M. Anantanarayanan, J.
1.The South Arcot Electricity Distribution Company Limited was a concern which was acquired by the State under the Madras Electricity Supply Undertakings (Acquisition) Act (XXIX of 1954). On 2nd July, 1955, the Chief Electrical Inspector to Government intimated the licensee that the undertaking was likely to be taken over by Government in 1959-60. This is of some importance, as this might have lulled the undertaking into a sense of freedom from imminent acquisition till that period, and freedom to expand in accordance with its plan. For purposes of that extension scheme, in September, 1955, the licensee applied to Government for sanction of a loan of Rs. five lakhs from the Madras Industrial Investment Corporation. G.O. Ms. No. 43, P.W.D., dated 4th January, 1956 actually accorded such sanction under Section 9(2) of the Indian, Electricity Act, 1910. But subsequently, on 10th January, 1957, the Madras Industrial Investment Corporation declined the loan ; this was on the ground that the undertaking was likely to be acquired by the Government shortly thereafter. On 25th January, 1957, G.O. Ms. No. 290,P.W.D., dated 25th January, 1957, was published notifying acquisition of the undertaking with effect from 1st June, 1957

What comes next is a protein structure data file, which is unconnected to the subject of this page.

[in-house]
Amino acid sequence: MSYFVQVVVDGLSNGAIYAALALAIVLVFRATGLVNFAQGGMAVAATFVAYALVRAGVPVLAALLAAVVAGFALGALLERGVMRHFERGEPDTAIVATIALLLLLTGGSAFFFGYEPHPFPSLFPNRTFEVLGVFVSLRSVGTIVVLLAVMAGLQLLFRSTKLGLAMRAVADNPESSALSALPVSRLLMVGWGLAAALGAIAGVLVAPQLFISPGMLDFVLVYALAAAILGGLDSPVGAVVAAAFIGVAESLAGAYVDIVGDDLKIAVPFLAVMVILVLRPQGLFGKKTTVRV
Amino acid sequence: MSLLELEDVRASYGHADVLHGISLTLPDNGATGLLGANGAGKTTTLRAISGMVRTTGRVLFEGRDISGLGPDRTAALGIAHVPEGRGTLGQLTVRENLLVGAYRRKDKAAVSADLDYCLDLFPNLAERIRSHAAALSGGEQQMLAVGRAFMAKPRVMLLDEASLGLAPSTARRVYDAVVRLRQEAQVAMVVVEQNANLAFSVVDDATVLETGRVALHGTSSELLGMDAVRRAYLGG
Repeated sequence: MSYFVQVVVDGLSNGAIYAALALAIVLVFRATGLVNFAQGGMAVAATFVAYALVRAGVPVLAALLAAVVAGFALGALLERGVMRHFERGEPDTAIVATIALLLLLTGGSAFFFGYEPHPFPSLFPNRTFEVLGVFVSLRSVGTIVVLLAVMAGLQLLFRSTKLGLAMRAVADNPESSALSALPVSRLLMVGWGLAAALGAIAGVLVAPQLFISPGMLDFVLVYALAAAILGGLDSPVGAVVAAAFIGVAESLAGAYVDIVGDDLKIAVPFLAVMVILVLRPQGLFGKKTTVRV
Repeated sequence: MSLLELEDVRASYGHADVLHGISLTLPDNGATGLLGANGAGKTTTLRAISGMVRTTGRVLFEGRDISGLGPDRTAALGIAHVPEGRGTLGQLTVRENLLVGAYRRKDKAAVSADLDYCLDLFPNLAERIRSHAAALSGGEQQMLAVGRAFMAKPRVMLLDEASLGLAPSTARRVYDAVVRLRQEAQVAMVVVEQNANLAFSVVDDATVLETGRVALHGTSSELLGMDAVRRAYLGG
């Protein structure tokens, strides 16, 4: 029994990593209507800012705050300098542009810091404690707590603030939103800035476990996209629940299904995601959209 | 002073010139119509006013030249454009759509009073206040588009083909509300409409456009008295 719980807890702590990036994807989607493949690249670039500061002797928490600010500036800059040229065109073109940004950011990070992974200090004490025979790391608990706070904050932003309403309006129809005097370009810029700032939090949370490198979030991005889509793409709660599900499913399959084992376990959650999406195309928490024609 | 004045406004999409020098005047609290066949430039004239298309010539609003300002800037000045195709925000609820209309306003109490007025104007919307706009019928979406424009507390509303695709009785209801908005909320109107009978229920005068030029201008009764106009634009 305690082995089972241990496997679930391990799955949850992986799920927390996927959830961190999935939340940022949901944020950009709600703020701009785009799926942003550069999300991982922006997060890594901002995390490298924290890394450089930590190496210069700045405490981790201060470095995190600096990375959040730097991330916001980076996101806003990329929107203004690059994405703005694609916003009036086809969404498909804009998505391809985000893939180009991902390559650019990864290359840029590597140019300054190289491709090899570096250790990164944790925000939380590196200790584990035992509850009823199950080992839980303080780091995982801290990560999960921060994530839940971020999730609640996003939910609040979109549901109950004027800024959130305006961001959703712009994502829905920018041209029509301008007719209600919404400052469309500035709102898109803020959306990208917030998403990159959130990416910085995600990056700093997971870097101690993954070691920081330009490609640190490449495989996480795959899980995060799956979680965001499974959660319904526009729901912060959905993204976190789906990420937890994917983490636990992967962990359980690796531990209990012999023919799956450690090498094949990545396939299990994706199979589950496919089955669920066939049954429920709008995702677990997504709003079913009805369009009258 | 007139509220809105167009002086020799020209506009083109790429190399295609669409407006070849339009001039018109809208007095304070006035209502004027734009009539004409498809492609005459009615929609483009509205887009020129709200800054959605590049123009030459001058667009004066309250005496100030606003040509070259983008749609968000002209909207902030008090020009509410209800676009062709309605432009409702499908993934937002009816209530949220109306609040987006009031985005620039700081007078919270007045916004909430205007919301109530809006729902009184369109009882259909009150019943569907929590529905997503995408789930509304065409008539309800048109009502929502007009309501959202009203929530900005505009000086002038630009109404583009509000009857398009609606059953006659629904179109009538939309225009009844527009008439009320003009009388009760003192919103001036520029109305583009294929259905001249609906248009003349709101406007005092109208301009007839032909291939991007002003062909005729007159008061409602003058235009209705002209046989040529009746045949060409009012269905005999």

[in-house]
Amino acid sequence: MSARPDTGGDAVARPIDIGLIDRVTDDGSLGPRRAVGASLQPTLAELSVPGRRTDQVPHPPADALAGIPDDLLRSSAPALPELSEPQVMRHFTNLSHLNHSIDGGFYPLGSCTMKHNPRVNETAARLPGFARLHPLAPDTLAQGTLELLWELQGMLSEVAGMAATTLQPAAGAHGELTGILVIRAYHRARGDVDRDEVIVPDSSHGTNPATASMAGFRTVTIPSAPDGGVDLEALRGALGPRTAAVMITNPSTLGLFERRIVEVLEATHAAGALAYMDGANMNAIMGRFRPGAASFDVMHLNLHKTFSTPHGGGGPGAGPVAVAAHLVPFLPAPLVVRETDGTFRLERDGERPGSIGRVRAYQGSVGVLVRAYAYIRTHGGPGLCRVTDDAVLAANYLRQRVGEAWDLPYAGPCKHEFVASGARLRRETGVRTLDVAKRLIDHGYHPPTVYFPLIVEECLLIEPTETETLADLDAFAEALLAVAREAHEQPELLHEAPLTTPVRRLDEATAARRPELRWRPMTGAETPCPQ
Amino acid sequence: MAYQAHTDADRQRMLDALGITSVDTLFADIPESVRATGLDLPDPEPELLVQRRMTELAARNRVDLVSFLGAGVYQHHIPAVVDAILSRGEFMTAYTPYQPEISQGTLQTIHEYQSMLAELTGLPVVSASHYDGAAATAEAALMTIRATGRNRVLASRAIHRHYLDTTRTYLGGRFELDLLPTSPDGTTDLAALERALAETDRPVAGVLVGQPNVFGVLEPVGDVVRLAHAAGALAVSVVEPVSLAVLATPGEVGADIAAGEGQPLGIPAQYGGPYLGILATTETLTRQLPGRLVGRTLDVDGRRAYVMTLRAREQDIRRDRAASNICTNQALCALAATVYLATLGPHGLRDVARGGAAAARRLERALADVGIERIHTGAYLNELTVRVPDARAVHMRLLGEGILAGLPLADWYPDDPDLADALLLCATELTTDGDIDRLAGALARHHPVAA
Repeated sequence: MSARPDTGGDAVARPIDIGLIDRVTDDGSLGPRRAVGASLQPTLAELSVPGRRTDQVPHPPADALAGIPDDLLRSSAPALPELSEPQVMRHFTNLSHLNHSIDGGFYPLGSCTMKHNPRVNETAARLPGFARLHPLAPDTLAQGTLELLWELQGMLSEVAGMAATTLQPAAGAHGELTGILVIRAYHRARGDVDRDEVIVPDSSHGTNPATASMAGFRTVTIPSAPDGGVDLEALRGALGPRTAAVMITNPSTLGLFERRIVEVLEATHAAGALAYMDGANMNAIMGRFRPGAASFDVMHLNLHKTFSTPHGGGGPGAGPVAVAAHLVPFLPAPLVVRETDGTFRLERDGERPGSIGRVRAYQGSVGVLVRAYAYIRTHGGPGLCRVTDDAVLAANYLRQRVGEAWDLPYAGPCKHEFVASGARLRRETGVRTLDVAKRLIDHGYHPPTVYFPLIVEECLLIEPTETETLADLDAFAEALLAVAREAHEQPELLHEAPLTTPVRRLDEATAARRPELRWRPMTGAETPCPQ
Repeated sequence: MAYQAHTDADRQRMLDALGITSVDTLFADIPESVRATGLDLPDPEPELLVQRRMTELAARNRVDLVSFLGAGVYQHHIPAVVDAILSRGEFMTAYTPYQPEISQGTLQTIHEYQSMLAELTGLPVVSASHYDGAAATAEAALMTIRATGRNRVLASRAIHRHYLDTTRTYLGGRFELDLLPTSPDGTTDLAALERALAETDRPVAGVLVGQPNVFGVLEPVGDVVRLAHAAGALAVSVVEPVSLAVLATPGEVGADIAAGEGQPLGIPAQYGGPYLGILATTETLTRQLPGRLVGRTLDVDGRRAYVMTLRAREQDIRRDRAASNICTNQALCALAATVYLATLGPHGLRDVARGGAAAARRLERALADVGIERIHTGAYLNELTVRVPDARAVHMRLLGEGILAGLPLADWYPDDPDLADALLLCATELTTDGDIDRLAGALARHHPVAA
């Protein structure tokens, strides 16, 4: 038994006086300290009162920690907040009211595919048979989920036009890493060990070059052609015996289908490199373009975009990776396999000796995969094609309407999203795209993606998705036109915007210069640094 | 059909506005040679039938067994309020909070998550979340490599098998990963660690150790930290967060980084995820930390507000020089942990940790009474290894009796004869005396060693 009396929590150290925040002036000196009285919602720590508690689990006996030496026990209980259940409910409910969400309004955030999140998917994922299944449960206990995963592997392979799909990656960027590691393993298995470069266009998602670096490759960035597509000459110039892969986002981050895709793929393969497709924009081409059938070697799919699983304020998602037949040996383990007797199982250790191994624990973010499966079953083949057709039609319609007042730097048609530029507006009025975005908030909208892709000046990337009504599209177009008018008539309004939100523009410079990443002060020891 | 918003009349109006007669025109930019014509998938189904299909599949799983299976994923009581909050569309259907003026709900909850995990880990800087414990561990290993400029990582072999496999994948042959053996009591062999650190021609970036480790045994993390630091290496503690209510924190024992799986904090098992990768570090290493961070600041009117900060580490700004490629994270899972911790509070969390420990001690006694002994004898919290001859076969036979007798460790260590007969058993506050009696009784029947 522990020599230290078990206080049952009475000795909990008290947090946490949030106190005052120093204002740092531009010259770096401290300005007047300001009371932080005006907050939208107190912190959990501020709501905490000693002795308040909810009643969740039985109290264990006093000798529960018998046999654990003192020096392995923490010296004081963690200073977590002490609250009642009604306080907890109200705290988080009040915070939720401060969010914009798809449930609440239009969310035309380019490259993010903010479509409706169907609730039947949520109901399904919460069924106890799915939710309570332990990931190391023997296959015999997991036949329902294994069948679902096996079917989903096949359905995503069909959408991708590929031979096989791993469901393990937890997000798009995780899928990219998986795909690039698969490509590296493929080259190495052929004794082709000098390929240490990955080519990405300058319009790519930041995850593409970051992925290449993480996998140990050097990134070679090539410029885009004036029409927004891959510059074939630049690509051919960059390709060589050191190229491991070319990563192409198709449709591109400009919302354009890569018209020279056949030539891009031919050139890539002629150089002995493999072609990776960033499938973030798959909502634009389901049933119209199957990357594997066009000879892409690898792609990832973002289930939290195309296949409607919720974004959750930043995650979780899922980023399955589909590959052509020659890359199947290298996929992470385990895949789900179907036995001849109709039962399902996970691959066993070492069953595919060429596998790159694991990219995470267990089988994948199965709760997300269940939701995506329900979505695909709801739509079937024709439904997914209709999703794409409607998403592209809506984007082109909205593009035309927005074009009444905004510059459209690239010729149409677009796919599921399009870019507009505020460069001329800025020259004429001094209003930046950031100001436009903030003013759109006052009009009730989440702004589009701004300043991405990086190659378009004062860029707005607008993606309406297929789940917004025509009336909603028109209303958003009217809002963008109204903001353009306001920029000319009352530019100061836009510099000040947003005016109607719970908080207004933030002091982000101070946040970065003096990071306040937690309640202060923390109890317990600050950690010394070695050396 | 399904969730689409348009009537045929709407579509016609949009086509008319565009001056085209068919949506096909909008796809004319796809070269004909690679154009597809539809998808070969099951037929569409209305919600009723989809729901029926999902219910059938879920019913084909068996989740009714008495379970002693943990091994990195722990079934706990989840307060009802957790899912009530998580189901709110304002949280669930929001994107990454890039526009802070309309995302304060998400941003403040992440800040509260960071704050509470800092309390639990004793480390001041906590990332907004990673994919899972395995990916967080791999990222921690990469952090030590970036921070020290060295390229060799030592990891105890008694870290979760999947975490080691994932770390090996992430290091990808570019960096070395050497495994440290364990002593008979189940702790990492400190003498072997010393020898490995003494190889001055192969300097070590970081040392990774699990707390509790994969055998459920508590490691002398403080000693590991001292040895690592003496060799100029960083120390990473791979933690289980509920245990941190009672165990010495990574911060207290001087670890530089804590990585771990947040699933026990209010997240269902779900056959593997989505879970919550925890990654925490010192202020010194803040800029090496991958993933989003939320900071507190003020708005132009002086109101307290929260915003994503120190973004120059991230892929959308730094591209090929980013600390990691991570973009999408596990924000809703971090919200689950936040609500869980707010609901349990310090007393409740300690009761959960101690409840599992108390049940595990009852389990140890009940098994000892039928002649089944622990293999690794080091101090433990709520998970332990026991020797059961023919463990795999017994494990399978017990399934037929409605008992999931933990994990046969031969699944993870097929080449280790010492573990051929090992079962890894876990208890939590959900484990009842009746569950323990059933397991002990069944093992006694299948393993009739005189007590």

2. While matters stood thus, there are two other events of which we will have to take note. The first was that substantial goods were ordered by the company in accordance with its expansion scheme, and the goods had been received by the time that acquisition was imminent. The second was that a sum of Rs. 2,50,421-66 nP. was due from the licensee (company) to Government, as arrears of energy charges payable to Government. We might here note that the company claims that the brand-new materials ordered by it, and in its possession in pursuance of the expansion scheme, were of the value of Rs. 2,87,823-12 nP. The company chose Basis ' A ' of the three Basises 'A', 'B' and 'C' for the compensation payable to the licensee under Section 5 of the Electricity Supply Undertakings (Acquisition) Act. As a study of that section will show, Basis ' A ' related to compensation as equivalent to 20 times the average net annual profits of the undertaking computed upon the principle embodied in Section 5(1). Basis 'B' is the aggregate value of all the shares constituting the share capital of the undertaking, broadly stated, and, similarly, Basis ' C ' consists of the aggregate of the various book values including fixed assets, stocks and stores. It is not in dispute that it is only if the licensee had chosen Basis ' C' that the licensee would have a right to insist that the brand-new goods acquired for the expansion scheme, that we have referred to, should be paid for as part of the compensation.